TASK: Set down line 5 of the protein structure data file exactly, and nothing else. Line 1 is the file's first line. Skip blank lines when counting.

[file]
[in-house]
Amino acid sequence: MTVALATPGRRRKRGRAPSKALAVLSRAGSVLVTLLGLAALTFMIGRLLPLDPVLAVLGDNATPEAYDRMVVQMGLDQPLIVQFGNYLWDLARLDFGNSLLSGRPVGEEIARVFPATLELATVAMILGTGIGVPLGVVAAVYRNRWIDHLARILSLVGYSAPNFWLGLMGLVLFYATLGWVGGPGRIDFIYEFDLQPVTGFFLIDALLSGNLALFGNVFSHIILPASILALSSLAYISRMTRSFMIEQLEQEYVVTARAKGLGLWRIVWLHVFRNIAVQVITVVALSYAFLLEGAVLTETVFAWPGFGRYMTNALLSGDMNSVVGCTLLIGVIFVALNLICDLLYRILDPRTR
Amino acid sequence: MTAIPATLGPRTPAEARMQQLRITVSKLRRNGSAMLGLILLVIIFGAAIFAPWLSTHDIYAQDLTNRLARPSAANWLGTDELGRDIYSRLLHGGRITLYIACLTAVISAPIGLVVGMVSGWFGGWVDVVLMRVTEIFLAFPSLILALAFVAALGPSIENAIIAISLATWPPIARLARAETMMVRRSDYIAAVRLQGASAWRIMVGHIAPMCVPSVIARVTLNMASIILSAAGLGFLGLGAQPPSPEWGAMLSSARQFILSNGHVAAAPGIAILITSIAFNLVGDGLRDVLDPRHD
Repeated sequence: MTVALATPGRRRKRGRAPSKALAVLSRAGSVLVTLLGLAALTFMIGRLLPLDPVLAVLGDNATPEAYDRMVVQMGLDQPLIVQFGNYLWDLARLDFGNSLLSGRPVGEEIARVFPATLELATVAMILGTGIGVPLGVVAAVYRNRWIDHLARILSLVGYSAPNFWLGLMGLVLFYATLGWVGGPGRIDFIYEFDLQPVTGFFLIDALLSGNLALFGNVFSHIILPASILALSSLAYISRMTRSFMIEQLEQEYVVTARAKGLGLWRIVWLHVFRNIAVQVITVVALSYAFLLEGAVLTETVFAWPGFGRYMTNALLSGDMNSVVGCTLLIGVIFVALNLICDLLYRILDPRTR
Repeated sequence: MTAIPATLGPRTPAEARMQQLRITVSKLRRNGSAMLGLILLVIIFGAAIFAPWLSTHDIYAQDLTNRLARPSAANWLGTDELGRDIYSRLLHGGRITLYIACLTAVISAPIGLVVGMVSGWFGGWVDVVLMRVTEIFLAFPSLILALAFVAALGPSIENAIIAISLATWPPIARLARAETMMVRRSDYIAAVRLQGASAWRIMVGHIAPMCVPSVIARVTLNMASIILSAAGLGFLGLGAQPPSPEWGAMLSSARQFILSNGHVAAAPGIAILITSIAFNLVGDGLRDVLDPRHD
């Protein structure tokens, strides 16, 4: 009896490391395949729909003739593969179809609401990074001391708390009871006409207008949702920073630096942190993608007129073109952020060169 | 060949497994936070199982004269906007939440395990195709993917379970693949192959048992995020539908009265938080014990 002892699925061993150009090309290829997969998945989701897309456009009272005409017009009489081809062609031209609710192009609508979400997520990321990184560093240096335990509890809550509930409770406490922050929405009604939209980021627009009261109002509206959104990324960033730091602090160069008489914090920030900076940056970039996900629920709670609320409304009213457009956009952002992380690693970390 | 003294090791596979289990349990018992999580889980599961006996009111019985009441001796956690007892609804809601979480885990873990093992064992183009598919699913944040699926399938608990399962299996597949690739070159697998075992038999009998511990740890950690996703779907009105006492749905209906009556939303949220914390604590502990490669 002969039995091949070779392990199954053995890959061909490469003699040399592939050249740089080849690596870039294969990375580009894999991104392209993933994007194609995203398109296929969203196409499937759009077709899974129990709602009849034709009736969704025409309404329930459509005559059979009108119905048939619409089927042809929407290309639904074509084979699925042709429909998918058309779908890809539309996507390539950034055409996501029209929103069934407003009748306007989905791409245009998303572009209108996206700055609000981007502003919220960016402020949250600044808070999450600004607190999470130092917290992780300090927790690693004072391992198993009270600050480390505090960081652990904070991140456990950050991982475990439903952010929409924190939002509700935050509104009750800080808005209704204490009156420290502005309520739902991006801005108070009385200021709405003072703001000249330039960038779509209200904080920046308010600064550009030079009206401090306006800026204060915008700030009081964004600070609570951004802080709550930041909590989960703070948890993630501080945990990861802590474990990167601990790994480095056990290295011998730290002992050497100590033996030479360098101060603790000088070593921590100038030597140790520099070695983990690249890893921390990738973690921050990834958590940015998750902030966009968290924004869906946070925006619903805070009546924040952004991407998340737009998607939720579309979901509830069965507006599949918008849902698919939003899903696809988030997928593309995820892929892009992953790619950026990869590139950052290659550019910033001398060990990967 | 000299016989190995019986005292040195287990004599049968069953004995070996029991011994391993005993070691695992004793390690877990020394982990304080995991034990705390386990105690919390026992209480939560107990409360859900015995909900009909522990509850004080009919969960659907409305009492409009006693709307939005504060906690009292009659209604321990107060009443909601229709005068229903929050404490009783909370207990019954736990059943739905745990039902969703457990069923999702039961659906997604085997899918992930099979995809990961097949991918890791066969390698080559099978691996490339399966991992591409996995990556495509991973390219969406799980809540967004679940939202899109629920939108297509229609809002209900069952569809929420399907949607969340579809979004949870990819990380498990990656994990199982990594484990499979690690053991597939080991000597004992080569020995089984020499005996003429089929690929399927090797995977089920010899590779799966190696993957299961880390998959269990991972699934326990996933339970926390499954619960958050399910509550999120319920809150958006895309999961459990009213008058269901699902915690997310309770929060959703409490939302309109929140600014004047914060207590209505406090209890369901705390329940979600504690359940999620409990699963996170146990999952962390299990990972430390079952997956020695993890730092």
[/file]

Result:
Repeated sequence: MTAIPATLGPRTPAEARMQQLRITVSKLRRNGSAMLGLILLVIIFGAAIFAPWLSTHDIYAQDLTNRLARPSAANWLGTDELGRDIYSRLLHGGRITLYIACLTAVISAPIGLVVGMVSGWFGGWVDVVLMRVTEIFLAFPSLILALAFVAALGPSIENAIIAISLATWPPIARLARAETMMVRRSDYIAAVRLQGASAWRIMVGHIAPMCVPSVIARVTLNMASIILSAAGLGFLGLGAQPPSPEWGAMLSSARQFILSNGHVAAAPGIAILITSIAFNLVGDGLRDVLDPRHD